There are reports that doctors have implanted a pacemaker in the heart of the prime minister of the Zionist regime,” Kan’ani wrote, referring to Benjamin Netanyahu’s dramatic health scare and surgery.
“But it is clear that the crisis at the heart of the Zionist regime is deeper than the crisis in the heart of its prime minister,” he hastened to add, pointing to the gravity and magnitude of the crisis.
The emergency heart procedure came as months-long protests against the crisis-stricken regime in Tel Aviv reached a fever pitch with hundreds of thousands pouring into the streets and seeking answers.
As irate protesters upped the ante, seizing the airport and blocking major highways, Netanyahu’s health deteriorated dramatically and he had to be admitted to a hospital for heart pacemaker implantation, adding a new dizzying twist to the fate of the regime’s uncertain future.
The ailing premier clearly didn’t see it coming and perhaps thought the illegitimate, apartheid, child-murdering regime was invincible. He thought he could crush the anti-regime rebellion the way he and his predecessors have been trying to crush Palestinians for decades, albeit without much luck.
Let’s get this straight. The so-called “plan to overhaul the judicial system” is not the main issue here. These protesters are in the streets because the illegitimate regime has been unable to gain legitimacy, both inside and outside, and they do not feel safe or secure in the occupied territories anymore.
They are protesting because Netanyahu and his predecessors have failed them. They were promised safe sanctuary by the Zionist leaders but the regime is already facing an existential crisis, teetering on the verge of collapse and extinction amid the all-encompassing rise of the Palestinian resistance.
They are angry because the young and extraordinarily brave generation of Palestinians has taken up the cudgels and vowed to reclaim their occupied land, the stolen orchards, and the deserted homes. The men and women protesting in Tel Aviv clearly do not expect the regime to come to their rescue.
Netanyahu loves hollow rhetoric, threatening the Islamic Republic of Iran and the resistance axis, but deep down he is a chicken-hearted ruler who feels intimidated by the sight of protesters and cannot muster the courage to face them. He knows what they want – his unconditional, immediate ouster.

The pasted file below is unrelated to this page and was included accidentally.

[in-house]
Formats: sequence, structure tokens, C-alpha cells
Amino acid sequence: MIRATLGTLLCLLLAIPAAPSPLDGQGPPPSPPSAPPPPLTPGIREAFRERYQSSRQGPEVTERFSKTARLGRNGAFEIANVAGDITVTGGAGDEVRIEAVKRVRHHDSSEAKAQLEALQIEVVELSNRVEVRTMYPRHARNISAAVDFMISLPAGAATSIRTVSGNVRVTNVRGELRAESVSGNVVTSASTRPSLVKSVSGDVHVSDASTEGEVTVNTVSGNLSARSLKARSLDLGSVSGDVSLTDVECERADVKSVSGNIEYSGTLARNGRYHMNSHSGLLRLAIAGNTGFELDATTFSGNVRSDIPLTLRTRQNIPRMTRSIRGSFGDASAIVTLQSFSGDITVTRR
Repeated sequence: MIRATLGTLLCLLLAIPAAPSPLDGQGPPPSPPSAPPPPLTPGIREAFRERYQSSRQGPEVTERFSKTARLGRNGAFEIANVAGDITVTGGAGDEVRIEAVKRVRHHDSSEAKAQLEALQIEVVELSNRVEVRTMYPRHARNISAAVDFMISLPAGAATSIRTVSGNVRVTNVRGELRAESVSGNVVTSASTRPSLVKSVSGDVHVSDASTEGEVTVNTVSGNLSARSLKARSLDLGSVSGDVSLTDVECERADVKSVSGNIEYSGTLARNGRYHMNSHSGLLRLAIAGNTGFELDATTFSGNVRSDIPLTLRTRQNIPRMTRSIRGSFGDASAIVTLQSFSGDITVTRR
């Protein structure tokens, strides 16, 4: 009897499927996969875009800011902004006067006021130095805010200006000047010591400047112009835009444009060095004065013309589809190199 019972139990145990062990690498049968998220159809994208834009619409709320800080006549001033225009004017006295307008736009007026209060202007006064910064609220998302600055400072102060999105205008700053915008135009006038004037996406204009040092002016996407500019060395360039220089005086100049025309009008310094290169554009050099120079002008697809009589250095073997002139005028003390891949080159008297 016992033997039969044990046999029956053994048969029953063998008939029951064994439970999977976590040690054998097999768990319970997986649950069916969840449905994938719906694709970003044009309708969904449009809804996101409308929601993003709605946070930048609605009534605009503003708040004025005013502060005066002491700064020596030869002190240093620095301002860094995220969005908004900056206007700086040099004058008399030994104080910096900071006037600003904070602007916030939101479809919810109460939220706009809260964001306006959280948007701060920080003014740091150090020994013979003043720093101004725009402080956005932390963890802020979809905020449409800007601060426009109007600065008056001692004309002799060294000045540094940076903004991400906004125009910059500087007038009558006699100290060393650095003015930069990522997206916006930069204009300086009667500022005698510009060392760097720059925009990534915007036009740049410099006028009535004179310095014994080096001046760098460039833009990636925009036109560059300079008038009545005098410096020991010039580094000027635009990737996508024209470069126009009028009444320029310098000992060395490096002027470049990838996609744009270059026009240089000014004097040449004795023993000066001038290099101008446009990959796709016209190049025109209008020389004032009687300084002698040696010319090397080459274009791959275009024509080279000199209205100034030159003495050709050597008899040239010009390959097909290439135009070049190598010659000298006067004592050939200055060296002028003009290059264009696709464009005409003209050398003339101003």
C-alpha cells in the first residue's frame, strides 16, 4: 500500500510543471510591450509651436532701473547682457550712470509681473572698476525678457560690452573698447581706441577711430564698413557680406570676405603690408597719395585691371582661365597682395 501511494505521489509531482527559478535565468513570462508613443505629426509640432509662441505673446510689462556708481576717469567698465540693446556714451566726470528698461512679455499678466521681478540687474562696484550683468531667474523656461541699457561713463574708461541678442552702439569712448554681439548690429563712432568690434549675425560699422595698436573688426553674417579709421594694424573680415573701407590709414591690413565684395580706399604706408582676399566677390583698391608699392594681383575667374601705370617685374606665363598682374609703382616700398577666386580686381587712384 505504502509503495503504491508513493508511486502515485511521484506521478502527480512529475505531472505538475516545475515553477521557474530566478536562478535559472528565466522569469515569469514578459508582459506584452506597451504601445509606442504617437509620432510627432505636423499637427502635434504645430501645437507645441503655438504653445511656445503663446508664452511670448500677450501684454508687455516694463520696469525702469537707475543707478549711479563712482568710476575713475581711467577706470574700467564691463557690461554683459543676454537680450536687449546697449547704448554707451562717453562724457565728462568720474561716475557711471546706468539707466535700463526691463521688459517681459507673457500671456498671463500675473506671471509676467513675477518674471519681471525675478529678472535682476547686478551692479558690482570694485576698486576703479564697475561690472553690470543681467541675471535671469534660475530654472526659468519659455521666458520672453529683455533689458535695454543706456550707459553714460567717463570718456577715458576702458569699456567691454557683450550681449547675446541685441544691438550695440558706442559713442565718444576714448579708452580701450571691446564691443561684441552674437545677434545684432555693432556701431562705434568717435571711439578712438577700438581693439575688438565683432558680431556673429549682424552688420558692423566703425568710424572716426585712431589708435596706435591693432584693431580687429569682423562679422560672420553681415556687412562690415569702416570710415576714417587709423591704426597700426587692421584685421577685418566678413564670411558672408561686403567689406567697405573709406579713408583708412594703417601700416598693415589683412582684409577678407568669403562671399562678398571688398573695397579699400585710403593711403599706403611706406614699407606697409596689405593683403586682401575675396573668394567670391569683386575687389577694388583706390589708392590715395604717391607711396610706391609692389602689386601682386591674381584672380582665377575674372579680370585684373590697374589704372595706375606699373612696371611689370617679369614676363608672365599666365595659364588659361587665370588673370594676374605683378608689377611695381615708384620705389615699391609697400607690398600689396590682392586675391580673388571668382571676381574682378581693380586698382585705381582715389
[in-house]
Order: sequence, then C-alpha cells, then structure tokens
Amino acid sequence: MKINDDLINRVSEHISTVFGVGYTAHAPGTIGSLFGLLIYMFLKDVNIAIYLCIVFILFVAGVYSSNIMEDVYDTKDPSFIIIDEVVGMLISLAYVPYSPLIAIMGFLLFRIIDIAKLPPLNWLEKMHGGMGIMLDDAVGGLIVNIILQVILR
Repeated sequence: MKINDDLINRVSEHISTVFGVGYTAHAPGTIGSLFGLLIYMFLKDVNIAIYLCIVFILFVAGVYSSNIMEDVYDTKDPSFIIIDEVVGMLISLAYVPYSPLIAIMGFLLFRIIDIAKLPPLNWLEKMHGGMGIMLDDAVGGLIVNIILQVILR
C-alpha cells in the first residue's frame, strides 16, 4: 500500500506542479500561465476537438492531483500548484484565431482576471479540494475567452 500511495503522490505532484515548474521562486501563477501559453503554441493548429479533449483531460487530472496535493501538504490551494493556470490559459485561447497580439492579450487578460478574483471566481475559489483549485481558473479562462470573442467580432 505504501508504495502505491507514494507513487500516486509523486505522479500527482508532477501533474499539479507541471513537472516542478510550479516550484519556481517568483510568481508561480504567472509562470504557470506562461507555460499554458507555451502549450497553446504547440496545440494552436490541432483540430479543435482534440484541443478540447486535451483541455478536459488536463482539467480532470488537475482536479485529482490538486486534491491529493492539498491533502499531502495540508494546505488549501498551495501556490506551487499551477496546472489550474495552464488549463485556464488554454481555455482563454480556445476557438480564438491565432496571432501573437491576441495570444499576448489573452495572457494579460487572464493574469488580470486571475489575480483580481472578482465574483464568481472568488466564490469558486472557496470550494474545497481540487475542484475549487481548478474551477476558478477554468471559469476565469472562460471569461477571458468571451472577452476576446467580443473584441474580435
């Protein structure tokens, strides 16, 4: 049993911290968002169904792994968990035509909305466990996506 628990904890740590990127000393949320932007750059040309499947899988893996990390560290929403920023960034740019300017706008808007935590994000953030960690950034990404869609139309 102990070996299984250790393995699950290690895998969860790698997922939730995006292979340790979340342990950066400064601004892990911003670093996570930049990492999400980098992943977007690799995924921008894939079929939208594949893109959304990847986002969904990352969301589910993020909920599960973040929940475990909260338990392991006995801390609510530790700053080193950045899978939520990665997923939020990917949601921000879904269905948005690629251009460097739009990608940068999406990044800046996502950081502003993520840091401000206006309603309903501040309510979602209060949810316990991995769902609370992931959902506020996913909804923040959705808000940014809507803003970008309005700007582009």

But, that’s not all. Protesters want Netanyahu and his minions to come clear on the fate of the regime and where it is headed – clearly in the dustbin of history. That’s not something Netanyahu or his far-right ministers like to admit.
The Israeli regime leaders have so far lived in denial about the existential crisis, about the fact that the Palestinian resistance has grown by leaps and bounds and is prepared to liberate the occupied lands.
It has been on full display in recent months in the Gaza Strip and in the occupied West Bank city of Jenin, with the occupying forces and illegal settlers getting a harsh reality check.
And these people, who refuse to leave the streets now, have all these years been fed lies about the regime’s invincibility. That balloon has bursted now, giving heartache to Netanyahu.
Even polls have not been in Netanyahu’s favor, compounding his worries. A Channel 13 poll in April showed his Likud Party garnering only 20 Knesset seats compared to 32 in November if elections.
The embattled premier had gone to the Sea of Galilee on Friday, to escape the scorching summer heat and the fury of anti-regime protesters, but he couldn’t escape the anxiety and fear residing in his heart.
Some Israelis have unsurprisingly taken to Twitter in recent days, questioning “lies about his health”, which they claim are “only the latest in a lifelong string of falsehoods, incitement, & manipulations.”
Even Haaretz reported that Netanyahu’s doctors admitted his cardiac arrhythmia had already been detected last week, rebuffing an initial statement that no irregular heartbeat was detected.
Meanwhile, even as Netanyahu is recovering from his surgery, protests rage on with demonstrators on Sunday lining up in front of the Knesset building in the occupied Jerusalem al-Quds.
A tent city has come up in the area around the Knesset as legislators begin the debate on the so-called “judicial plan” in which a vote is expected on Monday.
Irrespective of the vote and the outcome of the plan, the regime has reached a dead-end.
(The views expressed in this article do not necessarily reflect those of Press TV.)